Tonight’s adventure is brought to you by the essentials of a rock n’ roll diet, beer, pizza and loads of coffee for good measure. After consuming these givers of life, I find myself again facing down the dark alleyway that leads to the most notorious music shop in Salt Lake City, Diabolical Records. Through its doors, one can see that the speakers are already set up, ready to dish out dual lobotomies inspired by the teenage angst of Mean Jeans and Kepi Ghoulie. Though, to receive these power blasts to the psyche, one will have to wait, for a while.
The show doesn’t kick off until later in the evening. It’s fair to assume that nothing starts on time, but after waiting, the temptation to eat something nearly overwhelms the desire to hang about with the assembled cast of hip weirdoes. Figuring that Este Pizza is just up the street, I move in that direction and am almost immediately foiled by the lure of a gothic, garage sound. This reverberation that echoes up the alley comes from none other than Salt Lake darlings JAWWZZ!!.
Upon entering the shop, it is clear that the party has started, as Diabolical Records is a scene epic carnage, comprising a light display and the remnants of a piñata. The latter’s confetti guts and fake money innards are strewn all over the room. No doubt, this is the result of the sheer magnificence that makes up a JAWWZZ!! gig. Their performance is defined by the image of a desperate dark side of romanticism that is topped off by the flowers covering Chaz Costello’s mic, a signature aesthetic for this group. Even their version of Kesha’s “Die Young” is notable, as it has an addictive quality that makes it easy to digest. Between their strangely unique style that borders on Joy Division and Costello’s haunting vocals, it’s hard not to be influenced by their spell.
The intermission in between JAWWZZ!! and Ghoulie’s set gives one enough time to contemplate the extent of the meaning of life. When Ghoulie (with the Mean Jeans backing) finally takes position, he offers some banter to get the crowd riled up before blasting into “Devil Town.” In the beginning, it takes a second to pick up the momentum from the preceding act. It is initially a bit flat, but as the show goes on, it vastly improves, as they knock out each song with the fury of Ramones-style rock n’ roll. This is best observed through the rapid fire of punk instrumentals and when Ghoulie is hopping about the place like a kid who has consumed too much caffeine.
His stage antics serve to get the audience excited, however it’s numbers like “(She’s My) Vampire Girl” and the cover of Billy Bragg’s “A New England” that easily get the crowd bopping about. These songs promote the most generic of the classic pop punk sound due to their simplicity, but are obviously well-received. Most in the audience seem to know the material well enough. However, when Ghoulie knocks out the cover of “Swallow My Pride,” nearly everyone can be heard singing along, especially yours truly. The conclusion of this punk barrage is much appreciated and leaves a sort of energetic hum in the air. The Mean Jeans come back from the break in between sets ready to throw down the intensity of their “Ramonescore.” It’s their first time in Salt Lake City, but not the first occasion that I’ve seen them. A couple years prior to this fateful night, I found myself in Portland, Ore. for SMMR BMMR and managed to catch their set. Being aware of what is to follow in wake of the explosion from their raw sound, I find a spot to watch the ferocity that is about to be unleashed.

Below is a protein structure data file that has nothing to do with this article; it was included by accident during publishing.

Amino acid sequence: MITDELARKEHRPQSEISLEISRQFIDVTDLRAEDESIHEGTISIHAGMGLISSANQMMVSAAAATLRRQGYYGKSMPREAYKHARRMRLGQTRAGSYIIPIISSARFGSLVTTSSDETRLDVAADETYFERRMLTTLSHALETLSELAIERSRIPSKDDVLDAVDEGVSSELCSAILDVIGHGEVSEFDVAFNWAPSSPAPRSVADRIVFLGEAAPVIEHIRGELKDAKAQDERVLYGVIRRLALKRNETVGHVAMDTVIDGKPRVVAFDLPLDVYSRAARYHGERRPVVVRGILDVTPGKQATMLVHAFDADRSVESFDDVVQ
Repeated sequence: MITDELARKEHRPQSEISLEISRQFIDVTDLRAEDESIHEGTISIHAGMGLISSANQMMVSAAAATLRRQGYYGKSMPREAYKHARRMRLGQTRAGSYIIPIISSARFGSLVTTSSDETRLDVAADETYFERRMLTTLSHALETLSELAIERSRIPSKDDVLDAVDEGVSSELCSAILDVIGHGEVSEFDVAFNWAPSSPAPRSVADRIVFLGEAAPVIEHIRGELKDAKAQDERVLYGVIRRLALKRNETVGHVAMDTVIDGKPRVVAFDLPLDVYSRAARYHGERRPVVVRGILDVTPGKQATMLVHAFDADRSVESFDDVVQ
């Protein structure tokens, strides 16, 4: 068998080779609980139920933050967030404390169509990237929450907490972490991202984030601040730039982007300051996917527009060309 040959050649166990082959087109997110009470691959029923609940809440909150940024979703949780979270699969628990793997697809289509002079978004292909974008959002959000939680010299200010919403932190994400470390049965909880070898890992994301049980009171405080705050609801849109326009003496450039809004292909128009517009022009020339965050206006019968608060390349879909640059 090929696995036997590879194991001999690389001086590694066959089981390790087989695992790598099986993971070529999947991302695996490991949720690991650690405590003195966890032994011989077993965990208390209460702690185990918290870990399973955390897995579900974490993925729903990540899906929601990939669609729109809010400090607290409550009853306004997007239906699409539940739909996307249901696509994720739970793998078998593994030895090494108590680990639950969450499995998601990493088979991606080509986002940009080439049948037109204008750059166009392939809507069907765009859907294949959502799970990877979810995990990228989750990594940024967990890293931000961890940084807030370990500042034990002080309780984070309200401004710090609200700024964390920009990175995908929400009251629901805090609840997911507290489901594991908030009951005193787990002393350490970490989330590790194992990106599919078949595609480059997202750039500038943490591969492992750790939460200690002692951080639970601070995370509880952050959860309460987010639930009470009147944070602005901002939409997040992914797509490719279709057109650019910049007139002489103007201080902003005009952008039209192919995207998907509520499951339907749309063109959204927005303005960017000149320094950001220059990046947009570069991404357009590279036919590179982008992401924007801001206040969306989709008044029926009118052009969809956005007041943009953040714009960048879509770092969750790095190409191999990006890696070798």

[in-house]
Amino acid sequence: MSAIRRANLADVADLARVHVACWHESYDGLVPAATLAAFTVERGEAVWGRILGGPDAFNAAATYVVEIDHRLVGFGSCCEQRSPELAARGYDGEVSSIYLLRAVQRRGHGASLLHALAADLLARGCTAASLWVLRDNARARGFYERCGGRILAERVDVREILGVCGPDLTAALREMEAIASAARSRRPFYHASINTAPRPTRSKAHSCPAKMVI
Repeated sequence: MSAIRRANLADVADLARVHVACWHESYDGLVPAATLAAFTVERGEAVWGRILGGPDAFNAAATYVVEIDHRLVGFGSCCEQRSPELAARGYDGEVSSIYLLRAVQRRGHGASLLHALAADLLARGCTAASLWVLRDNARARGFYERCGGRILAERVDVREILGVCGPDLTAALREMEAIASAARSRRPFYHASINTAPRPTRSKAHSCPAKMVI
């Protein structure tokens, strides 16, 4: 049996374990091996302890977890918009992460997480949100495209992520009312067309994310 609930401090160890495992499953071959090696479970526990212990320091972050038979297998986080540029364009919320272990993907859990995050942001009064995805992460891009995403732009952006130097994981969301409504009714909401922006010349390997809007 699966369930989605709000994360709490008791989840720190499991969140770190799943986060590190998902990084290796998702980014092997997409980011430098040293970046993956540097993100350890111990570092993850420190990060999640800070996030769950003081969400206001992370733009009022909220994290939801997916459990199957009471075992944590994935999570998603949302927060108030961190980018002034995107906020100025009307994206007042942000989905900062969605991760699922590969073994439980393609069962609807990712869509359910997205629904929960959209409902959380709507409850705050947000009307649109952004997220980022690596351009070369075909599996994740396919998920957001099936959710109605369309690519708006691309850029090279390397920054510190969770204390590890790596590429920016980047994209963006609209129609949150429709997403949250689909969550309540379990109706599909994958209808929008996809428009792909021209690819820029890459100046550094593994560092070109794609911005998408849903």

Without much ado, Mean Jeans launch into their set with the fury akin to a high-energy explosion. They blast out numbers like “Born on a Saturday Night” and “No Brainer” with certain precision that excels as simple pizza fueled rock n’ roll. Each tune is easily eaten up by the excited audience. While they knock out song after song, Ghoulie is seen mixing about, causing little bits of mischief here and there, chucking balloons around, turning the lights off and on. Clearly, he is a shameless agitator. Mean Jeans and Kepi Ghoulie come back onstage for a cover of “Pet Cemetery,” during which the room explodes with people jumping about. When it seems that the conclusion of tonight’s party is approaching, the audience isn’t content with having an end to their fun. After some deliberation, Mean Jeans and Kepi Ghoulie knock out one more number, much to the elation of the crowd. Slowly making my way out of the record shop, I walk down to the Copper Common for a night cap. Though it was an energetic show that inspired blood to pump through my veins, I need something just a little bit more. Preferably, something other than spinning a Ramones record when I get home. Although, truth be told, that does sound like a fun idea—and rather appropriate.
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